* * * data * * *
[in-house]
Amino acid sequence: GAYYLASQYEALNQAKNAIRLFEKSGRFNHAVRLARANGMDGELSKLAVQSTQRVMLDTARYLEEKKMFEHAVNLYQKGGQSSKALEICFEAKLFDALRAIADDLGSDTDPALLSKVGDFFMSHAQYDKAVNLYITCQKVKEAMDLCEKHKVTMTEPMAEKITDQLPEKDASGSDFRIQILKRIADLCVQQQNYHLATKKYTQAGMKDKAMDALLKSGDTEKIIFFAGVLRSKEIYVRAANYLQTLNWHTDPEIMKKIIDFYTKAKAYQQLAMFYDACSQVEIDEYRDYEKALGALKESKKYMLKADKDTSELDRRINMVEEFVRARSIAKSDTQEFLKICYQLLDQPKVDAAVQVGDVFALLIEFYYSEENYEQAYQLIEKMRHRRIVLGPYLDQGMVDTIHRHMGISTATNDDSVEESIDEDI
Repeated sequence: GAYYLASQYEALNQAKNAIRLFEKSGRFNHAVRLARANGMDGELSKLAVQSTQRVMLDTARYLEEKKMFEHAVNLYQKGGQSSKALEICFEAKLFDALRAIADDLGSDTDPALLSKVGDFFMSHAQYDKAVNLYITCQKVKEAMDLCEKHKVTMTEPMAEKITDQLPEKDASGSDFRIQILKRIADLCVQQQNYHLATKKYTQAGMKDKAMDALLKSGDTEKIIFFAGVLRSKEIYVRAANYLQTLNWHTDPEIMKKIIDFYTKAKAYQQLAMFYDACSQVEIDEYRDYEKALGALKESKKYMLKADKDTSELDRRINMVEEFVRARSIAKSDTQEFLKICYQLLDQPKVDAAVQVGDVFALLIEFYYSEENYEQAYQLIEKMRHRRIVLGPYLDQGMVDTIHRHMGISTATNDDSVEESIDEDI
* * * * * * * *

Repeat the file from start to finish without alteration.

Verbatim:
[in-house]
Amino acid sequence: GAYYLASQYEALNQAKNAIRLFEKSGRFNHAVRLARANGMDGELSKLAVQSTQRVMLDTARYLEEKKMFEHAVNLYQKGGQSSKALEICFEAKLFDALRAIADDLGSDTDPALLSKVGDFFMSHAQYDKAVNLYITCQKVKEAMDLCEKHKVTMTEPMAEKITDQLPEKDASGSDFRIQILKRIADLCVQQQNYHLATKKYTQAGMKDKAMDALLKSGDTEKIIFFAGVLRSKEIYVRAANYLQTLNWHTDPEIMKKIIDFYTKAKAYQQLAMFYDACSQVEIDEYRDYEKALGALKESKKYMLKADKDTSELDRRINMVEEFVRARSIAKSDTQEFLKICYQLLDQPKVDAAVQVGDVFALLIEFYYSEENYEQAYQLIEKMRHRRIVLGPYLDQGMVDTIHRHMGISTATNDDSVEESIDEDI
Repeated sequence: GAYYLASQYEALNQAKNAIRLFEKSGRFNHAVRLARANGMDGELSKLAVQSTQRVMLDTARYLEEKKMFEHAVNLYQKGGQSSKALEICFEAKLFDALRAIADDLGSDTDPALLSKVGDFFMSHAQYDKAVNLYITCQKVKEAMDLCEKHKVTMTEPMAEKITDQLPEKDASGSDFRIQILKRIADLCVQQQNYHLATKKYTQAGMKDKAMDALLKSGDTEKIIFFAGVLRSKEIYVRAANYLQTLNWHTDPEIMKKIIDFYTKAKAYQQLAMFYDACSQVEIDEYRDYEKALGALKESKKYMLKADKDTSELDRRINMVEEFVRARSIAKSDTQEFLKICYQLLDQPKVDAAVQVGDVFALLIEFYYSEENYEQAYQLIEKMRHRRIVLGPYLDQGMVDTIHRHMGISTATNDDSVEESIDEDI